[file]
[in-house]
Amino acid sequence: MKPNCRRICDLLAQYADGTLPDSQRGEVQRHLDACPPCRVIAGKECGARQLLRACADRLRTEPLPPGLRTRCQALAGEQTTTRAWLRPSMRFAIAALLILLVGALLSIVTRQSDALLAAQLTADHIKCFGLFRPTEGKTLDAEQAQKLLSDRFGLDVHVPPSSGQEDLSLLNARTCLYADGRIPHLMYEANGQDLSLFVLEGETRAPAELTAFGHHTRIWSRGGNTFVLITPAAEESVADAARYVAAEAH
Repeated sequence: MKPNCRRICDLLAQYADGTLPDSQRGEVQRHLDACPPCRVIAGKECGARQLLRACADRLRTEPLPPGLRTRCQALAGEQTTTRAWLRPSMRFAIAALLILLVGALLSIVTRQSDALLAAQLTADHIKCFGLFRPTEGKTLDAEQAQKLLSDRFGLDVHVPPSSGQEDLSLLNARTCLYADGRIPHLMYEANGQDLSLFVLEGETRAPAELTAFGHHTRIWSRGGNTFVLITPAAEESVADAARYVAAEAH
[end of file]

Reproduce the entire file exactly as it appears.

[in-house]
Amino acid sequence: MKPNCRRICDLLAQYADGTLPDSQRGEVQRHLDACPPCRVIAGKECGARQLLRACADRLRTEPLPPGLRTRCQALAGEQTTTRAWLRPSMRFAIAALLILLVGALLSIVTRQSDALLAAQLTADHIKCFGLFRPTEGKTLDAEQAQKLLSDRFGLDVHVPPSSGQEDLSLLNARTCLYADGRIPHLMYEANGQDLSLFVLEGETRAPAELTAFGHHTRIWSRGGNTFVLITPAAEESVADAARYVAAEAH
Repeated sequence: MKPNCRRICDLLAQYADGTLPDSQRGEVQRHLDACPPCRVIAGKECGARQLLRACADRLRTEPLPPGLRTRCQALAGEQTTTRAWLRPSMRFAIAALLILLVGALLSIVTRQSDALLAAQLTADHIKCFGLFRPTEGKTLDAEQAQKLLSDRFGLDVHVPPSSGQEDLSLLNARTCLYADGRIPHLMYEANGQDLSLFVLEGETRAPAELTAFGHHTRIWSRGGNTFVLITPAAEESVADAARYVAAEAH